Before and if humanity will ever get to understand how the Universe works at a deeper level, studying our own Solar System as much as possible is a ‘must.’ Jupiter continues to remain in the astronomers’ interest, and for good reasons. It’s the planet where huge storms the size of continents occur.
If the Great Red Spot from the biggest planet in the Solar System doesn’t amaze you, which is also the biggest storm in the Solar System itself, surely the polygon-shaped cyclones sweeping on the gas giant will make you curious.
Huge cyclones on Jupiter keep their polygon shapes for years
According to the New York Post, scientists are wondering what’s the secret behind the cyclones’ ability to remain unchanged from their polygon shape as they sweep across Jupiter. The huge storms form at the poles of the gas giant, and they didn’t change their shapes since 2017, when they were first discovered by scientists.
The new study says:
Since 2017 the Juno spacecraft has observed a cyclone at the north pole of Jupiter surrounded by eight smaller cyclones arranged in a polygonal pattern,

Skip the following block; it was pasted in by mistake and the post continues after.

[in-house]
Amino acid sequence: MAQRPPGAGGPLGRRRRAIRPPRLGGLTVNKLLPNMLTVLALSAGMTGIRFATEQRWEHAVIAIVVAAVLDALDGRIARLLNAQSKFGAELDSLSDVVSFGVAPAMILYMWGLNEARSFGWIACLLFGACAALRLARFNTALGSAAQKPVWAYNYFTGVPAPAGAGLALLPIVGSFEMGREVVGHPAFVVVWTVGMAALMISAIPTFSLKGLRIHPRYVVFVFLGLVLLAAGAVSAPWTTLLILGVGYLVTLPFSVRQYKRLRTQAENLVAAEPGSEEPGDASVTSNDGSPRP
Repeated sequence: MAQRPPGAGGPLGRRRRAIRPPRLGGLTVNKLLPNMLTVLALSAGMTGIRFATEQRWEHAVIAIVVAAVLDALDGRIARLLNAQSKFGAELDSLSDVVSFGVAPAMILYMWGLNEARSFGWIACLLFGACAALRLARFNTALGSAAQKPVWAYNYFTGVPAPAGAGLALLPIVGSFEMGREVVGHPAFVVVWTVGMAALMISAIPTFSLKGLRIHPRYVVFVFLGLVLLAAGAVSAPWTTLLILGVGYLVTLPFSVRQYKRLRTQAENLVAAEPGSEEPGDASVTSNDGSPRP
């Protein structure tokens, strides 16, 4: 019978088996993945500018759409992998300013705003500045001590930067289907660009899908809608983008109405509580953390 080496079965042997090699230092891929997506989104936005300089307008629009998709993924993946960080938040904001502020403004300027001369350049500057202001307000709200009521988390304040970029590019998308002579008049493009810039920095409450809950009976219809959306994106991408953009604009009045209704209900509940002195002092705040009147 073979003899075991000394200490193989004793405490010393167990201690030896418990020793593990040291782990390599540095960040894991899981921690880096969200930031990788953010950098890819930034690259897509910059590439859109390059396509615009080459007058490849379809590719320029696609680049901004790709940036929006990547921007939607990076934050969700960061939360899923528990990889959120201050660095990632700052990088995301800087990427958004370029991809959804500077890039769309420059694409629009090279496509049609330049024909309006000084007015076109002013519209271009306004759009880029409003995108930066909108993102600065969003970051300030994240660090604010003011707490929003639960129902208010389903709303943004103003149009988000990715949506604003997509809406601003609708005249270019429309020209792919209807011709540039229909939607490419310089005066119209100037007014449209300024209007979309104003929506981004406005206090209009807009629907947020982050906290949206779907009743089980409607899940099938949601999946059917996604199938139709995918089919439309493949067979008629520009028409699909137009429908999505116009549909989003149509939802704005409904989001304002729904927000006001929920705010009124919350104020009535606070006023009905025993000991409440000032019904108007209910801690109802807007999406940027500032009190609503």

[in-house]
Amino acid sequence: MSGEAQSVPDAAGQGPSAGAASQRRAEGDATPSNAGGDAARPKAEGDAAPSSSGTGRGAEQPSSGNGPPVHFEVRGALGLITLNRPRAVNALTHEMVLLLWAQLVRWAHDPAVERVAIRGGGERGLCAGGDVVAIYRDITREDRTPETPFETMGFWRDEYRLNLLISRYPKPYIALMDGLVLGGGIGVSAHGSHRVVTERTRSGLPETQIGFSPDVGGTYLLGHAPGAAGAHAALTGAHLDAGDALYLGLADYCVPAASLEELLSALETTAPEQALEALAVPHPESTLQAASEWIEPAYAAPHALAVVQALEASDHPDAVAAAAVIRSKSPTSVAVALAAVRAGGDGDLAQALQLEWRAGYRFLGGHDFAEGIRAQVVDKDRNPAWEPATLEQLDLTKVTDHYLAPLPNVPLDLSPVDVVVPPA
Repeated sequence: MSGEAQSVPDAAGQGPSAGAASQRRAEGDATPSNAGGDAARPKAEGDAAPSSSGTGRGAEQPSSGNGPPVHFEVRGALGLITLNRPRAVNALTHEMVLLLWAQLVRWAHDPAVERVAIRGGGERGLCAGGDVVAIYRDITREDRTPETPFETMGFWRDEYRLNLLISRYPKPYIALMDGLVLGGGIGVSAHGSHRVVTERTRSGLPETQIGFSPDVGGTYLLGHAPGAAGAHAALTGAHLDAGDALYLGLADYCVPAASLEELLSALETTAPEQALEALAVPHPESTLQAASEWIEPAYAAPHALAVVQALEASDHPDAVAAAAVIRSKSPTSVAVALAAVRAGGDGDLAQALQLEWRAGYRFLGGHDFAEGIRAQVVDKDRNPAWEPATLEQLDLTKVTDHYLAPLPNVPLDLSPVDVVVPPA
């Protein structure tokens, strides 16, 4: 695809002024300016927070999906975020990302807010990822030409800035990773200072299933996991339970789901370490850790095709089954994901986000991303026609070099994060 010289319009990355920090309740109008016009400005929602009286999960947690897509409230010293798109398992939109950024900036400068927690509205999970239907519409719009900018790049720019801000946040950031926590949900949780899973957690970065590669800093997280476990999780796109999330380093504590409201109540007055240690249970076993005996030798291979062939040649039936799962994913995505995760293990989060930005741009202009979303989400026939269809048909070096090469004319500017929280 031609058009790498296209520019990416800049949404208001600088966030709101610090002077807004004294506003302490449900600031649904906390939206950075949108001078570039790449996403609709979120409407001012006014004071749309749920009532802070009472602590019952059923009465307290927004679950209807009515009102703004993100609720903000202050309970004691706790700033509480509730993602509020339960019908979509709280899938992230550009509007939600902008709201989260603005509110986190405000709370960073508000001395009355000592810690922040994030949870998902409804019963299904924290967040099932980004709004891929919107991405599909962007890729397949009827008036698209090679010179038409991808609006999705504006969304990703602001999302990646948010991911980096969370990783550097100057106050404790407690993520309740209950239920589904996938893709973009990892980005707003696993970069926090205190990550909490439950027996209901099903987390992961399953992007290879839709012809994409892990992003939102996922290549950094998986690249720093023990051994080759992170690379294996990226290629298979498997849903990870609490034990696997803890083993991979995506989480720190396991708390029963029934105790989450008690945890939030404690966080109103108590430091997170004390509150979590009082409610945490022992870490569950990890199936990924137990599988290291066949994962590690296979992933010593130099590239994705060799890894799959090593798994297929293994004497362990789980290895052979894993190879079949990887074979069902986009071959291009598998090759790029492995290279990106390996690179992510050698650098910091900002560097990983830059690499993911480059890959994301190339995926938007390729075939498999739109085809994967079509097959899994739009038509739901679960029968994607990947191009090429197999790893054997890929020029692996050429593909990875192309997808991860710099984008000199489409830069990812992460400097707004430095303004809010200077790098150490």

It is not clear why this configuration is so stable or how it is maintained.
Scientists led by Andrew P. Ingersoll of the California Institute of Technology have a theory that could explain the peculiar phenomenon. They’re betting on an anticyclonic ring located between the main cyclone and the smaller one, which is able to keep the clusters in their polygonal shapes.
The Juno space probe belongs to NASA, it’s operated by the space agency’s Jet Propulsion Laboratory, and it was built by Lockheed Martin. Launched over a decade ago, in 2011, Juno has the mission to analyze Jupiter, such as the planet’s gravitational field, composition, polar magnetosphere, as well as magnetic field.
The new study was published in Nature Astronomy.